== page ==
Read more: Crisis in the Care of Allergic Patients in Australia

First youth camp by National Allergy Strategy to support teens and young adults with food allergies

16 January 2019

  • Teens and young adults with food allergy are at highest risk of fatal anaphylaxis1
  • National Allergy Strategy conducts first youth allergy camp

 “Australia leads the world when it comes to the number of people with food allergy, with 10% of infants and 5% of 10-14 year olds affected,” explains Associate Professor Richard Loh, Co-chair of the National Allergy Strategy and past President of the Australasian Society of Clinical Immunology and Allergy (ASCIA). ”While food allergies are often seen as a condition of early childhood, research shows that not as many children are outgrowing their food allergy until their teens or young adult years and many children have an allergy to foods such as peanut, tree nuts, sesame, fish and shellfish for life.”

School and youth camps provide a great opportunity for young people to get away with friends and try new things. For young people with food allergy and their parents, camps can be a stressful experience as they rely on the knowledge of others to manage their food allergy and respond in an unlikely emergency.

“Some teens and their families choose not to go on camps as they are worried about how their food allergy will be managed, but young people need to feel confident about being away from home. Like anyone else, they need to engage and enjoy the experiences provided by camps with their friends”, explains Maria Said, Co-chair of the National Allergy Strategy and CEO of Allergy & Anaphylaxis Australia.

The youth camp is the first camp to be conducted specifically for teens and young adults living with food allergy, with 30 young people from across Australia participating in the camp as part of the National Allergy Strategy’s 250K Youth Project funded by the Australian Government Department of Health.

“In Australia and internationally, camps have been used to assist teens with managing their chronic health condition, but this is the first camp to be held in Australia specifically for young people living with food allergy”, explains A/Prof Richard Loh.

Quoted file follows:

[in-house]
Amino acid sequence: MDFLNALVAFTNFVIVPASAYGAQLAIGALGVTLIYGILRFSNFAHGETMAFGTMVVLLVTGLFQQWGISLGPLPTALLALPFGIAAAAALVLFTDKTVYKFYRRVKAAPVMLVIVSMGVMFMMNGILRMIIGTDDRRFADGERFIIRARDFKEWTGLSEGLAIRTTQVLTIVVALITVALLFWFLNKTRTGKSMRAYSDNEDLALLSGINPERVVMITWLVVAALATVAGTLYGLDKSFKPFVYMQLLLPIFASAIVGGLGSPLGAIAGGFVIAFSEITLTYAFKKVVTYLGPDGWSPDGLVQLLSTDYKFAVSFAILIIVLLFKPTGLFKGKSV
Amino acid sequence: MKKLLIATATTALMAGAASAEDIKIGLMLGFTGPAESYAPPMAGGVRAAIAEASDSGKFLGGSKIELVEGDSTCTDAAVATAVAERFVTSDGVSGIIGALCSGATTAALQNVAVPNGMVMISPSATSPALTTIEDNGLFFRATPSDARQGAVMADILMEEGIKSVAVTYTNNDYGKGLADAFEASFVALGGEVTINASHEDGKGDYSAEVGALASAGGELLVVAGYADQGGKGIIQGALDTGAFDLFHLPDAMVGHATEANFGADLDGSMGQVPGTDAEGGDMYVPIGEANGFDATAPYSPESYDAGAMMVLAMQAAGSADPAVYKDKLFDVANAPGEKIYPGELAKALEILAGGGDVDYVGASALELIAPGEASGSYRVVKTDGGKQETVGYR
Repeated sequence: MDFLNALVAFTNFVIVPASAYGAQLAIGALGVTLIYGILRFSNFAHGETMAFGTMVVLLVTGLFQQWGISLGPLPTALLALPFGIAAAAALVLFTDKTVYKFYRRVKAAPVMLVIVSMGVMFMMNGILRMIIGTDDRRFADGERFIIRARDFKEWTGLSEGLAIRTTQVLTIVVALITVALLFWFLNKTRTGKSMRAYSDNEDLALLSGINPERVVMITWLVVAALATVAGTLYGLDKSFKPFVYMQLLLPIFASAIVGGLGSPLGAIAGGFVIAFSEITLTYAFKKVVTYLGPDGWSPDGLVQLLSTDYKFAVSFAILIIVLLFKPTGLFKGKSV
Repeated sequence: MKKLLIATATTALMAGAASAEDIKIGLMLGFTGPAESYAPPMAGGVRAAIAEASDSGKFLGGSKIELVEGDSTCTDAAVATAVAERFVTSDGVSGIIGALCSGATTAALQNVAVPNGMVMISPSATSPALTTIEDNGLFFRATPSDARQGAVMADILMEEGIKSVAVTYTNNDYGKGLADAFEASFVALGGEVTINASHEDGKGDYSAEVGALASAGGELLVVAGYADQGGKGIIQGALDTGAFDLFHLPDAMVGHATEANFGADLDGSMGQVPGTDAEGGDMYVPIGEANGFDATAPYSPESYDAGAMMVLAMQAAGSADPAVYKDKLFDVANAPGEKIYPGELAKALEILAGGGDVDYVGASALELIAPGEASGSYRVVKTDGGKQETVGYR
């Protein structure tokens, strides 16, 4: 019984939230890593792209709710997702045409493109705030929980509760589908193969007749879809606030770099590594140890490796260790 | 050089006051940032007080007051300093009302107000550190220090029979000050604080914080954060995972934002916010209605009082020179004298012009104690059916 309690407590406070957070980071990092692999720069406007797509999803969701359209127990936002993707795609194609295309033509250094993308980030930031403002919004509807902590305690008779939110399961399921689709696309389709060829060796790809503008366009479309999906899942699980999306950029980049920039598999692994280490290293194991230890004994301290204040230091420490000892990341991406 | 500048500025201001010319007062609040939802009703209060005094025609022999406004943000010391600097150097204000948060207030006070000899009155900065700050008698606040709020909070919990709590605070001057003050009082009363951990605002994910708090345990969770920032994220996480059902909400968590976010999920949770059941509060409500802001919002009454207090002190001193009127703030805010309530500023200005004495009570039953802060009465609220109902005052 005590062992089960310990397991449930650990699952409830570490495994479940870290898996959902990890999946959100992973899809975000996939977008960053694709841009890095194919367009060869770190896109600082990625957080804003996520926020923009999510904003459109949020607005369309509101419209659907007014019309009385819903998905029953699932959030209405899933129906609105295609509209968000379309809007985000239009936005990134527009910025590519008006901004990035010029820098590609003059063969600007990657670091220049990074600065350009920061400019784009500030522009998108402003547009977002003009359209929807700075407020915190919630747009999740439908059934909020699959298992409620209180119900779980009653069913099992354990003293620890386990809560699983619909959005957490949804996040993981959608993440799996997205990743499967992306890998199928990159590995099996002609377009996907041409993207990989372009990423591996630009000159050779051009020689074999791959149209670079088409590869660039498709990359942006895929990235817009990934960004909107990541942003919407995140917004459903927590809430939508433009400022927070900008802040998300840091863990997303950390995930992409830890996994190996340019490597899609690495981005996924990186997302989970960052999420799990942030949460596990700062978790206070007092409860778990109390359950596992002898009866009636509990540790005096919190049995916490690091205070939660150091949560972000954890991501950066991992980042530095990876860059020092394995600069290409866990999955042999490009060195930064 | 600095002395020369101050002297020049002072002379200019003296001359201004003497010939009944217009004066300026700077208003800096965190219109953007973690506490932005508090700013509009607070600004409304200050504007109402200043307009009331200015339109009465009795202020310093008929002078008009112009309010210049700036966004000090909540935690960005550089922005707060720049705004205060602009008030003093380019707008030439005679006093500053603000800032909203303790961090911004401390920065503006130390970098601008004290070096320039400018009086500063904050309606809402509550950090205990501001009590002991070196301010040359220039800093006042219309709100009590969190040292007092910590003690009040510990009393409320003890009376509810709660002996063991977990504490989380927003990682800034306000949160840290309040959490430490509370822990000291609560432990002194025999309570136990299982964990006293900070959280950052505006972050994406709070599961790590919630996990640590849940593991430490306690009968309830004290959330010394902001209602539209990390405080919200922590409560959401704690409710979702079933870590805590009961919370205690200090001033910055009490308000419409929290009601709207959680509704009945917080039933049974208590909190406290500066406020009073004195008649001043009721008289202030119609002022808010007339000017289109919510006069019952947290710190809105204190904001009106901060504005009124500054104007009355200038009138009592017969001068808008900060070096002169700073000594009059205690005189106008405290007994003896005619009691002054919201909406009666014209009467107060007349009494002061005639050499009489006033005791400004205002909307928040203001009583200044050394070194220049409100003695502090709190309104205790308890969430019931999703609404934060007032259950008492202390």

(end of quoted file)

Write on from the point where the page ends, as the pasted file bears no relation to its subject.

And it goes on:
“The aim of the camp is to bring teens and young adults with food allergy together to share their experiences and reduce social isolation and allow them to develop autonomy in managing their condition”, stated Maria.

“Health related camps provide an opportunity to have fun whilst still learning about managing their health condition.  Camp participants can develop a sense of community, free of judgement without feeling like they are being singled out.  The camp can also help them to learn how others deal with managing their health condition and provide positive experiences about navigating unfamiliar social situations”, commented Maria. “These camps also provide an opportunity for us to learn from young people so that we can engage more effectively with young people who live with potentially life threatening allergies,” added Maria.

Pete Griffiths, CEO of the Australian Camps Association said, "The Australian Camps Association works closely with the National Allergy Strategy to help ensure that people with food and insect allergies can enjoy the many wonderful benefits of the camp experience.  All residential camps need to be fully aware of what's required to safely host all people impacted by food and insect allergies and the ACA is delighted to be working with A & AA to co-deliver specific training and workshops in this area for the camps sector.  We fully support this camp for young people and congratulate National Allergy Strategy on this initiative."

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pdfMR: First youth camp by NAS to support teens and young adults with food allergies245.46 KB

Read more: First youth camp by National Allergy Strategy to support teens and young adults with food allergies

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National Allergy Strategy Rationale

Allergic diseases have become an increasingly important chronic disease and public health issue in Australia and other developed countries over the last two decades, contributing to increased demand for medical services, significant economic cost of care and reduced quality of life of people with allergic diseases and their carers.

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Funded by the governments of Australia

Lead organisations

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Australasian Society of Clinical Immunology and Allergy (ASCIA) is the leading medical organisation for allergy in Australia. 

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Allergy & Anaphylaxis Australia (A&AA) is the leading patient support organisation for allergy in Australia. 

The National Allergy Strategy has received funding from the Australian Government Department of Health for the following projects:
Food allergy prevention | 250K Youth Project | Food service | Drug allergy | Shared Care Model